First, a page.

Finnish immigrants to Canada were mostly working-class and, like most other immigrants to Canada at the time, their daily lives were consumed with providing for the needs of their families. Both women and men worked hard to establish lives in Canada and the centre of activity was the home. During the First Wave of Finns between 1890-1914, the Finnish immigrants were primarily men and single women of the average age of 20 years old. In Fort William and Port Arthur, Finnish men worked as general labourers in the coal docks and railway years. Finnish women were primarily hotel staff, cooks, laundresses, clerks, domestic servants and bath attendants. Significant numbers of single men, and some women, lived a precarious existence as workers in bush camps during the winter, but during the off season they returned to homesteads or residence in the city. For some, religion and the church played a central role in their lives, but for others it was politics and community organization that occupied much of their time.
Food and its preparation were an important means of remaining connected to cultural roots, and in Finnish homes it was common to find Finnish cookbooks. These books contained elegant recipes for dishes such as reindeer roast or salmon pie. Most of these cookbooks were printed in Finland and brought over on the voyage, but others were produced in North America and were aimed at newcomers.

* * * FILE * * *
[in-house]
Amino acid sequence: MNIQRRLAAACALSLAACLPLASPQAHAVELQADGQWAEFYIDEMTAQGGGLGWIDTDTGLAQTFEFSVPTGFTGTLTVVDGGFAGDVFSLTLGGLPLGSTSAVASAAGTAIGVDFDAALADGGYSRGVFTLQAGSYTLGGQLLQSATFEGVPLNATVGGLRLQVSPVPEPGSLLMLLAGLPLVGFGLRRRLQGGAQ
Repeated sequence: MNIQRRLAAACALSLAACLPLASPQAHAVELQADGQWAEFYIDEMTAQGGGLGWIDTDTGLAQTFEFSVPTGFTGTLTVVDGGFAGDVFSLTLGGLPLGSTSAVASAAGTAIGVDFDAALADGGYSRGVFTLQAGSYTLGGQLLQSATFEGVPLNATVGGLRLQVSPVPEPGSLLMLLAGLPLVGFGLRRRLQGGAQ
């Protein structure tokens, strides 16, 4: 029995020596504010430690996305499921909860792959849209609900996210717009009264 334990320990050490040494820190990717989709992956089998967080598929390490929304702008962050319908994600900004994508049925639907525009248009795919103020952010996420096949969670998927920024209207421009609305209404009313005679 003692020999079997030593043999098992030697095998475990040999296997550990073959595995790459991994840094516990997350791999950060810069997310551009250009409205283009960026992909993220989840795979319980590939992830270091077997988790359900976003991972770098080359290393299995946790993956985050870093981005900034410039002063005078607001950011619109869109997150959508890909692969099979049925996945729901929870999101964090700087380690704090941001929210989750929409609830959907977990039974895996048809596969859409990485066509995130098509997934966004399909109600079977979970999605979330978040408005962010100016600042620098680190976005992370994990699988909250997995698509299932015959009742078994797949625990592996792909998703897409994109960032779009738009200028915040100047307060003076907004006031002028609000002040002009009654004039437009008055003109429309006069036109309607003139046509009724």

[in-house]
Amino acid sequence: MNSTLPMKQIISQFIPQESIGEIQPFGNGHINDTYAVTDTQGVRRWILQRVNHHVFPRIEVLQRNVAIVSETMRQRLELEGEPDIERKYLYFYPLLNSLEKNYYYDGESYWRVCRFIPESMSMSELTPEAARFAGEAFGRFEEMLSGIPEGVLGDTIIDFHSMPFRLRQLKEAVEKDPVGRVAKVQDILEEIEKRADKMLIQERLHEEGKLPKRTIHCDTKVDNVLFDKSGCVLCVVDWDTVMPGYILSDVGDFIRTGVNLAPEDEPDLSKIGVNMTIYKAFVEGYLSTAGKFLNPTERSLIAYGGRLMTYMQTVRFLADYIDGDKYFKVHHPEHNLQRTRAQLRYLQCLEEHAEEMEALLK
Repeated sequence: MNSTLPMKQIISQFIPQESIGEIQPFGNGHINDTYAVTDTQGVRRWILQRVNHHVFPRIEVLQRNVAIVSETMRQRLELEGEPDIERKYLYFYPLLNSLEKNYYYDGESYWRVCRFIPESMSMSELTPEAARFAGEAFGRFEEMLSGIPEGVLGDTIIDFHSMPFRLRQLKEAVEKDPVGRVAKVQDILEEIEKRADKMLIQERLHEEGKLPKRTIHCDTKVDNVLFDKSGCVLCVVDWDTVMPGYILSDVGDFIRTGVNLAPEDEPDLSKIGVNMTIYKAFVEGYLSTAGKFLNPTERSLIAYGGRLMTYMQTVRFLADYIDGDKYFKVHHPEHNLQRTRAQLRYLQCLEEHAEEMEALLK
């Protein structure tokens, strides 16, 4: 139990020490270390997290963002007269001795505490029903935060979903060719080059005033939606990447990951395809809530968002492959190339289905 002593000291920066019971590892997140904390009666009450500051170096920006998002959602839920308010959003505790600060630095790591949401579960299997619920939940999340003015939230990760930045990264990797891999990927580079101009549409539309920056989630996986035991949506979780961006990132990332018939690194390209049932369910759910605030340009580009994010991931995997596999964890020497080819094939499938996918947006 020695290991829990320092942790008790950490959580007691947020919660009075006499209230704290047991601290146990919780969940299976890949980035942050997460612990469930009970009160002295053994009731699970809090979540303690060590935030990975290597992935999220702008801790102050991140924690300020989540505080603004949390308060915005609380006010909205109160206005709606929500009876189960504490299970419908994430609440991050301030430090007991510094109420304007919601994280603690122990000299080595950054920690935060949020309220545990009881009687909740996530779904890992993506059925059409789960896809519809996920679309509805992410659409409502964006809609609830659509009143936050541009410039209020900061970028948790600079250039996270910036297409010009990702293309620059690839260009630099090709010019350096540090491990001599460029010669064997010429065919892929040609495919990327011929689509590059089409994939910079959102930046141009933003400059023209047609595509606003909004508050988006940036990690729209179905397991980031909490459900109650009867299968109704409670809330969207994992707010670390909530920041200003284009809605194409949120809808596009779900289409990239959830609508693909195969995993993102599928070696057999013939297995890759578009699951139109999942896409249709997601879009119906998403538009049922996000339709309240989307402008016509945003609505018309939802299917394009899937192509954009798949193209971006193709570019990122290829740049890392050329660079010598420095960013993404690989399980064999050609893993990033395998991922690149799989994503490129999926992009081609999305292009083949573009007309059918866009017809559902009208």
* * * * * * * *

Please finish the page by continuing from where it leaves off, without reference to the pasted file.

To assist the young Finnish women who worked as domestic servants or as “Cookies” in lumber camps in cooking dishes for the North American palate, cookbooks like the Suomaliais-Amerikalainen Perhe=Keittokirja, or Finnish-American Family Cook Book were available. This type of cookbook not only provided Finnish women with non-Finnish recipes for non-Finnish tastes, but also provided practical information. A Finnish cook could find out how to make Virginia fried chicken, (Virginian kanapaisti), learn how to dress a salad (Sallatin Kaste) and how to pronounce words in English. For example, ohra is translated as barley and to be pronounced baarli and if you were doing someone’s washing and had to use vaatenuora, it was called a clothesline and pronounced klooslain.